These blisters are caused by pressure, a bit like the the end of the toe blisters and since you have four nerve endings at the end of each toe, they are so receptive to pain. Sadly these blisters can cause problems long after the initial blister. They can result in the loss of your nail with damage to the nail bed that produces the next nail, which can often be misshapen, the remnants of the damage can still be seen a year later!!
How to prevent toenail blisters
Routine nail care– if your toe nails are long or thicker than usual, then they need to be cut short or thinned down by a podiatrist to reduce the amount of pressure on that area. It is a simple solution that is often over looked
Footwear – Use shoes and boots with more depth and that are long enough at the front of the shoe
Lace locking– keeps the foot from moving around in the shoe and creating more repetition in slipping which makes the foot unstable and then the toes want to grip, increasing the pressure, then shear- and then blisters.
Toe props- these are custom made to prop the toes from underneath and reduce the pressure on the ends of the toes. They are made by a podiatrist as they will be a custom made fit to your feet
Biomechanical assessment with a prescription of orthotics or simple insoles by a Podiatrist. This will establish the cause of the retracted toes or the hyper-extension (toe sticks up onto the top of the shoe) of the big toe. Hoka oneone running shoes would be useful here as the same biomechanical issue is going on as getting blisters under the toe section. These would help to offload the pressure on the big toe joint
Running technique– be aware of how you run, especially downhill as this is the time when you are likely to develop these blisters. The pressure at the end of the shoe can be huge and the repetition of impact can be relentless. Longer strides will make it worse, so adapting a shorter stride length going downhill would help a lot but like with any adaptation to your technique it will take time to change safely without incurring injuries. Talk to a running specialist or a physiotherapist on how to help you do this.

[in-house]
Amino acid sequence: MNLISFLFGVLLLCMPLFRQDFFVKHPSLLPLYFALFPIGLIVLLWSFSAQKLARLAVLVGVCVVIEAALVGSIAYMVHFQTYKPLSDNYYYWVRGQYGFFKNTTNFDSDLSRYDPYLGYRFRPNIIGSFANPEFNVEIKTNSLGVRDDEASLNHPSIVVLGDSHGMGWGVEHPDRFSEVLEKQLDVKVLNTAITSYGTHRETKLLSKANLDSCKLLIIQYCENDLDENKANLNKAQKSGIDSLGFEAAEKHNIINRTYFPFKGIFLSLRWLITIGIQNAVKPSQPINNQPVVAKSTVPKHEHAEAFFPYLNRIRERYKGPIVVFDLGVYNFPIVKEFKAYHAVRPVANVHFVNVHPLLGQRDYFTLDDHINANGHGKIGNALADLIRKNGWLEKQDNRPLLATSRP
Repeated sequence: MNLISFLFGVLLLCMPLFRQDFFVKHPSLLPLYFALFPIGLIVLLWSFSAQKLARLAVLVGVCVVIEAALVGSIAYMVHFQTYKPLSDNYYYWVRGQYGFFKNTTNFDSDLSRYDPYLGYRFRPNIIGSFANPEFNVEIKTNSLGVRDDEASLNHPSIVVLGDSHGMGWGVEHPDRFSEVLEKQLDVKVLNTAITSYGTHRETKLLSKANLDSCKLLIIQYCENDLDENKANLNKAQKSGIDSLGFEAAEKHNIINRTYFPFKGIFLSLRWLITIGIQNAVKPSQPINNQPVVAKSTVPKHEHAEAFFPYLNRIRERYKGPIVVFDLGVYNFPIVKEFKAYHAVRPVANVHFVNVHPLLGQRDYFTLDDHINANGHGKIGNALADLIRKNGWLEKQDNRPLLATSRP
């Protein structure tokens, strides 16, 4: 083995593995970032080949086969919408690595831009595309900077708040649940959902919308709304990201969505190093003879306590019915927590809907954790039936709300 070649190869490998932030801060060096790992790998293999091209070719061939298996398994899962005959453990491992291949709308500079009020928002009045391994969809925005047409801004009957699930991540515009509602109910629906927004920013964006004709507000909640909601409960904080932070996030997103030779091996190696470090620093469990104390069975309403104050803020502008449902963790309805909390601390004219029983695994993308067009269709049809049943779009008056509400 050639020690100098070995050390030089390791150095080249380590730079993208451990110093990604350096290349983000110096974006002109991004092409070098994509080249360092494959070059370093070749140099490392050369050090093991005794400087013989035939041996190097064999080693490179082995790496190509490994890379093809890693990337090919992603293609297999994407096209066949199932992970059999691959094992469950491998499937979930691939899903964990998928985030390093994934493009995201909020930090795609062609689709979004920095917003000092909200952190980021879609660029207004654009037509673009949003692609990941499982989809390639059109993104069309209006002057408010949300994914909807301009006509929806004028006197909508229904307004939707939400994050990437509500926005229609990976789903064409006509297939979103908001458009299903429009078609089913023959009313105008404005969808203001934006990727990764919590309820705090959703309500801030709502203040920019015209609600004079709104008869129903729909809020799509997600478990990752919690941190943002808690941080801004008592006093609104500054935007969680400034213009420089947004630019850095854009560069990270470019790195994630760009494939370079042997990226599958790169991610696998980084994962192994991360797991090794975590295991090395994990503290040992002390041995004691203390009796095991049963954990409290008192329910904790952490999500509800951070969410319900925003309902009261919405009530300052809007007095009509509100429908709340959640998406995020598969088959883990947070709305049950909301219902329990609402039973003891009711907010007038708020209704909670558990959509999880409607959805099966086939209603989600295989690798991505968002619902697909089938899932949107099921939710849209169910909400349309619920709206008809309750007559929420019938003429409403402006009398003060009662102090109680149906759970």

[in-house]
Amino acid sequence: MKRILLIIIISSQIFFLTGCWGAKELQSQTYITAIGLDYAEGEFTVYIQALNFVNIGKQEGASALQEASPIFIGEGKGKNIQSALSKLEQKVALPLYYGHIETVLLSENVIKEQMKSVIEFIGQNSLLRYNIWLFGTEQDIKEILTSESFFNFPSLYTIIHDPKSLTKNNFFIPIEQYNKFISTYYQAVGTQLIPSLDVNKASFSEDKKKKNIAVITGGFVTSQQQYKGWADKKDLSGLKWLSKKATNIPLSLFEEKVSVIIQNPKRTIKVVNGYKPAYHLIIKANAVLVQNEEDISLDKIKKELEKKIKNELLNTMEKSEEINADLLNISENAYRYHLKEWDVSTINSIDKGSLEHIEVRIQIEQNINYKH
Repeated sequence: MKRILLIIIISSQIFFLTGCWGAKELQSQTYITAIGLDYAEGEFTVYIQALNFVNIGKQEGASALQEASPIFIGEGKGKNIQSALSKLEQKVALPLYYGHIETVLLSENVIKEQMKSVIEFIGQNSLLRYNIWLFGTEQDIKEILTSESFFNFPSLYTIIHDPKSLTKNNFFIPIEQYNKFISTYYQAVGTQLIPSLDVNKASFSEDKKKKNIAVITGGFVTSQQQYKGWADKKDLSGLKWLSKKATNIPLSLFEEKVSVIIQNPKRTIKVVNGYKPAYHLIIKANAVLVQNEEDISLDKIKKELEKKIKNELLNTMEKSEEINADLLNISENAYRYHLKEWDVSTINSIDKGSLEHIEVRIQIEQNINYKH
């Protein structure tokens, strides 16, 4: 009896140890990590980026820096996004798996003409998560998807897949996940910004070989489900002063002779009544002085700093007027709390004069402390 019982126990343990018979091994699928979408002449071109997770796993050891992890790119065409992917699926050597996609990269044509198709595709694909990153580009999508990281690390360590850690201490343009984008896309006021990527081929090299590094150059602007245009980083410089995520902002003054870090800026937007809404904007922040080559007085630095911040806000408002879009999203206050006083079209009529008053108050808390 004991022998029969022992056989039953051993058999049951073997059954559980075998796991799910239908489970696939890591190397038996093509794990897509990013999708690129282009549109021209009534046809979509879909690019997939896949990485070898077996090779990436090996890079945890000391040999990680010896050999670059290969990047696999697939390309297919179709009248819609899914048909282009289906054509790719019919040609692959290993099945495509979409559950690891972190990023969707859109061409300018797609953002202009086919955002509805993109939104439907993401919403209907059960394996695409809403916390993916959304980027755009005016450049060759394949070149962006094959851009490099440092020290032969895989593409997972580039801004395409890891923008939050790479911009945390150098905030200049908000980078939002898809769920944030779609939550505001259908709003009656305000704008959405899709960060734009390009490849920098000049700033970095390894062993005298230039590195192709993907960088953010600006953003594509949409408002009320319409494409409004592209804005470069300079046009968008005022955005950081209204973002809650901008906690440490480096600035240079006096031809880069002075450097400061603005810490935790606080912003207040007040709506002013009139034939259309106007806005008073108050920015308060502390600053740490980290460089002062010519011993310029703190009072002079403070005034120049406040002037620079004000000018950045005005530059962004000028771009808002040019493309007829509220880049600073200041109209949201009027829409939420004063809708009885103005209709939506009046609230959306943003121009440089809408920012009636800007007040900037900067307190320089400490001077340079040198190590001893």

How to treat toenail blisters
These are difficult to treat and carry on with your activities as the blisters could be affecting all of the toes at the same time, which would increase the bulk in the shoes but on the flipside the dressings are going to be more comfortable than the blisters! If you are no longer continuing the activity then wearing open fronted sandals will be more comfortable as there will be no pressure on the end of the toes.
What is a blister “hot spot”?
Hotspot – If you have recognised a hotspot on the skin in time before a blister has developed then a simple island dressing will be enough to reduce the shear on the skin and hence reduce the blister from forming further and if you have them, apply an engo patch on the insole as explained in the prevention of blisters. Deflective padding works really well here to reduce the pressure on the joints.
Treating Bubble blisters
Bubble Blister – If the roof is still on then treat it in a similar way to a hotspot on the skin, by applying a sterile island dressing, if the blister bursts (pops) when the dressing is on, then you know the dressing is already sterile and will prevent an infection from getting into the open sore. If you decide to pop the blister, then follow the instruction on “how to pop your blister” and treat it as a roof torn blister. Use an Engo patch applied to the insole with deflective padding applied to the feet.
Treating broken blisters
Roof torn blister – now this type needs its roof (skin) to stay in place, the roof may be broken but your own skin is still important for healing, so use a sterile saline swab to clean the wound first, then apply the povidone iodine stick over the torn area as an antibacterial action and apply a sterile island dressing. A deflective pressure relieving padding as shown in the video to prevent any further pressure and friction.
Treating “popped” blisters
Roof off blister – Hydrocolloid dressing is the only option for this stage of blister, swab the area with saline to make sure the wound is clean and dry before applying the hydrocolloid, add extra hyper fix tape to anchor it down and apply deflective padding if continuing an event or activity. Hydrocolloid dressings are great wound healers and Podiatrists have been using them for a long time in the management of ulcers, with great success. They are not used at any other stage of the blister treatment and can cause blisters if not applied at the correct stage. I like to use some fleecy foam padding over the dressing as it just gives a bit of cushioning to the blister area, which is always very painful.
Treating infected blisters
Infected blister this is the stage of blister that you need to recognise quickly, a bacterial infection has invaded the blister and it could look red, swollen, there may be yellow or green pus in the blister and it could smell? Extending into the skin around the blister might be red and hot with red lines tracking away from the blister. You may feel unwell in yourself and swing from having the chills or feeling quite feverish. This is the time to get medical help as the infection can easily travel into the blood stream causing the infection to move into the leg and cause sepsis.